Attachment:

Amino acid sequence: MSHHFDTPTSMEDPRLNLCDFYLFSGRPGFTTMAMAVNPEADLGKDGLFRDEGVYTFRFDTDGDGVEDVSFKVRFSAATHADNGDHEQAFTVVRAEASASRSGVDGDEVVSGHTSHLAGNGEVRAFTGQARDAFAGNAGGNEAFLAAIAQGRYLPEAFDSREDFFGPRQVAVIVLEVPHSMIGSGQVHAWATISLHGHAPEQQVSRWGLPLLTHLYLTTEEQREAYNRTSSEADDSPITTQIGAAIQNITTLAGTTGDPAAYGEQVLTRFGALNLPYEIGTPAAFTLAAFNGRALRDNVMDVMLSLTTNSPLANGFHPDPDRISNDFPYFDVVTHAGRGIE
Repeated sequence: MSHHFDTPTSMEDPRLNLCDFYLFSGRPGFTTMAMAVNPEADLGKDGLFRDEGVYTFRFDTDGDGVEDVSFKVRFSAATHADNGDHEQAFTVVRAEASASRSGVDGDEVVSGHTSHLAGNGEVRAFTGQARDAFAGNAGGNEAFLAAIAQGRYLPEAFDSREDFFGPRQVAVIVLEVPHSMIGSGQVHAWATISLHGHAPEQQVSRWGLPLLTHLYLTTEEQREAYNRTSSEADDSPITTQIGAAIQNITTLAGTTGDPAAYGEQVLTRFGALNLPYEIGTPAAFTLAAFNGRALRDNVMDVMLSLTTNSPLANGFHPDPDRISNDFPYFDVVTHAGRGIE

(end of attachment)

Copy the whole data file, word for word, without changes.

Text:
Amino acid sequence: MSHHFDTPTSMEDPRLNLCDFYLFSGRPGFTTMAMAVNPEADLGKDGLFRDEGVYTFRFDTDGDGVEDVSFKVRFSAATHADNGDHEQAFTVVRAEASASRSGVDGDEVVSGHTSHLAGNGEVRAFTGQARDAFAGNAGGNEAFLAAIAQGRYLPEAFDSREDFFGPRQVAVIVLEVPHSMIGSGQVHAWATISLHGHAPEQQVSRWGLPLLTHLYLTTEEQREAYNRTSSEADDSPITTQIGAAIQNITTLAGTTGDPAAYGEQVLTRFGALNLPYEIGTPAAFTLAAFNGRALRDNVMDVMLSLTTNSPLANGFHPDPDRISNDFPYFDVVTHAGRGIE
Repeated sequence: MSHHFDTPTSMEDPRLNLCDFYLFSGRPGFTTMAMAVNPEADLGKDGLFRDEGVYTFRFDTDGDGVEDVSFKVRFSAATHADNGDHEQAFTVVRAEASASRSGVDGDEVVSGHTSHLAGNGEVRAFTGQARDAFAGNAGGNEAFLAAIAQGRYLPEAFDSREDFFGPRQVAVIVLEVPHSMIGSGQVHAWATISLHGHAPEQQVSRWGLPLLTHLYLTTEEQREAYNRTSSEADDSPITTQIGAAIQNITTLAGTTGDPAAYGEQVLTRFGALNLPYEIGTPAAFTLAAFNGRALRDNVMDVMLSLTTNSPLANGFHPDPDRISNDFPYFDVVTHAGRGIE